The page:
abundant boulders from the 1877 lahar. 14
6 Excavated remains of the textile factory buried by the 1877 lahar. 15
7 Basic stratigraphic column of two sections seen at textile factory. 16
8 Deposits of the 1877 lahar seen at the textile factory 17
9 Model results from Barberi et al., (1992) for an 1877-size lahar 19
10 Probability of occurrence of an 1877 style eruption 20
11 Buildings built upon 1877 (and older) lahar deposits 21
12 Map of the Vazcn Valley showing the location of important
features mentioned in the text 24
13 Granulometry of the three lahar samples showing the relative
proportions of gravel, sand and silt+clay. 27
14 Photographs of the February 2005 Vazcn Valley Lahar 28
15 Final timesteps for simulations of 70,000 m
for a) 40% solid fraction
and b) 60% solid fraction 32
16 Velocity vs time plots for a) 70,000 m
simulations and b) 50,000 m

each for 40, 50, 60 and 70% solid fractions 34

17 Cross section taken at the El Salado Baths from a) GPS data and
b) Titan2D simulation. 35
18 Cross sections of a section of the channel that experienced
superelevation from a) the GPS data and b) the Titan2D simulation. 36
19 Preliminary inundation map for the Latacunga Valley for various
scale lahars 43
20 Investigating the effects on inundation by varying solid fraction for
a) 60 x 10
and b) 60 x 10
. 44
21 Investigating the effect on inundation by varying bed friction for
a) 60 x 10
and b) 60 x 10
. 45
22 Probability Tree 47
23 Map of probabilistic lahar inundation for the city of Latacunga 58
24 Detailed look at the Probabilistic Lahar Inundation map for the city centre 61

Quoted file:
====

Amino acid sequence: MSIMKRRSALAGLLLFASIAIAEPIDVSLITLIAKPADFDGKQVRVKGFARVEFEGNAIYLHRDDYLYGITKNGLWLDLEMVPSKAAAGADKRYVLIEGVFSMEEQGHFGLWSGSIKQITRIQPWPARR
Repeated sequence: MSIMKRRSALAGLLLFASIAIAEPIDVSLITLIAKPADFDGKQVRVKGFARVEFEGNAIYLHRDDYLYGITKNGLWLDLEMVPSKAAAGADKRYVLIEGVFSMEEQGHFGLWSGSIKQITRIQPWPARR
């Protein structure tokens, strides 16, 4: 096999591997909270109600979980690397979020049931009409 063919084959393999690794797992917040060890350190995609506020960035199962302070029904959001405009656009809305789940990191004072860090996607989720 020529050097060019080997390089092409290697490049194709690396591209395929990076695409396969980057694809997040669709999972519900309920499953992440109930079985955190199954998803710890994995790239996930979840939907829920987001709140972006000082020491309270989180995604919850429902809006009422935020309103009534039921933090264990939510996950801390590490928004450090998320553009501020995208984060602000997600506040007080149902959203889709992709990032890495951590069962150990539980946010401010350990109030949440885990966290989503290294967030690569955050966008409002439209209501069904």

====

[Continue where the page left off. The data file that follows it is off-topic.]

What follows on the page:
25 Bridges from the city of Latacunga across the Rio Cutuchi to the
Pan American Highway 63
26 Hospital IESS built up to the limits of the Rio Cutuchi 65

List of Tables

1 Summary of recent activity 4
2 Summary of input parameters used in simulations 30
3 Summary of results 30
4 Summary of SRTM height performance 39
5 Summary of input parameters for all runs 39
6 Historical eruptive frequency and associated lahar information 50
7 Probability of occurrence of a particular size lahar based on
association with a VEI-size eruption. 55
This research is centered on assessing the impacts of lahars on the city of Latacunga,
Ecuador using the Titan2D model and comprises the main bulk of this thesis. It should
be noted that Chapter 3 consists of a distinct research project which describes the model
and provides a field evaluation so that confidence can be placed in the results of the thesis
study. Chapter 3 was co-authored with A. J . Stinton and M. F. Sheridan and is to be
submitted to the J ournal of Geothermal and Volcanological Research.


Lahars triggered by mobilization of deposits from volcanic explosions have occurred at
Volcn Cotopaxi, Ecuador on the average of once every century over the last two
millennia. Lahars from Cotopaxi may flow down three main drainages, impacting a
present day population of around 3 million inhabitants. Ro Cutuchi, the main drainage
to the south of Cotopaxi, headwaters on the flanks of Rumiahui and Cotopaxi
Volcanoes. This river flows southwards through several communities, including the city
of Latacunga (population 52,000). Its path is generally parallel to the Pan American
highway. Many small scale lahars have followed this drainage, as well as some large
scale historical flows, such as the great 1877 debris flow that severely impacted the
population along the Ro Cutuchi. This study used the Titan2D model to simulate lahars
of various volumes that correspond to actual deposits along the Ro Cutuchi in the
vicinity of Latacunga. The purpose was to investigate the hazard that lahars might
present to the current population should Cotopaxi become active again and produce
debris flows. The study area is restricted to the region adjacent to Latacunga where
detailed field data are compared with the model results. Simulations utilized topographic,